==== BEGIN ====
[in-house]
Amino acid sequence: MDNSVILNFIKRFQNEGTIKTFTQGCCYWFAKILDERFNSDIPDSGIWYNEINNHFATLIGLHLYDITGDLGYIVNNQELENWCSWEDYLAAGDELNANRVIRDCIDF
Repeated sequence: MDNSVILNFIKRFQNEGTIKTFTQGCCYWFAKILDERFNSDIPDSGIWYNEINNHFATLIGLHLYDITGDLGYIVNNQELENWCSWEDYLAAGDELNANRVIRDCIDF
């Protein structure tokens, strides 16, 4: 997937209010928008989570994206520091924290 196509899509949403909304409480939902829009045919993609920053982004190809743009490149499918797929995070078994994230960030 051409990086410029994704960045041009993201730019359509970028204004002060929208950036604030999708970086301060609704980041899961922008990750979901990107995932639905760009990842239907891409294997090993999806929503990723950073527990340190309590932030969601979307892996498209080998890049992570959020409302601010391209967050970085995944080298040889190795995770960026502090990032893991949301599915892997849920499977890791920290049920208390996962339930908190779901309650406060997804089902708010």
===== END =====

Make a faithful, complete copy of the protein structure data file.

[in-house]
Amino acid sequence: MDNSVILNFIKRFQNEGTIKTFTQGCCYWFAKILDERFNSDIPDSGIWYNEINNHFATLIGLHLYDITGDLGYIVNNQELENWCSWEDYLAAGDELNANRVIRDCIDF
Repeated sequence: MDNSVILNFIKRFQNEGTIKTFTQGCCYWFAKILDERFNSDIPDSGIWYNEINNHFATLIGLHLYDITGDLGYIVNNQELENWCSWEDYLAAGDELNANRVIRDCIDF
């Protein structure tokens, strides 16, 4: 997937209010928008989570994206520091924290 196509899509949403909304409480939902829009045919993609920053982004190809743009490149499918797929995070078994994230960030 051409990086410029994704960045041009993201730019359509970028204004002060929208950036604030999708970086301060609704980041899961922008990750979901990107995932639905760009990842239907891409294997090993999806929503990723950073527990340190309590932030969601979307892996498209080998890049992570959020409302601010391209967050970085995944080298040889190795995770960026502090990032893991949301599915892997849920499977890791920290049920208390996962339930908190779901309650406060997804089902708010």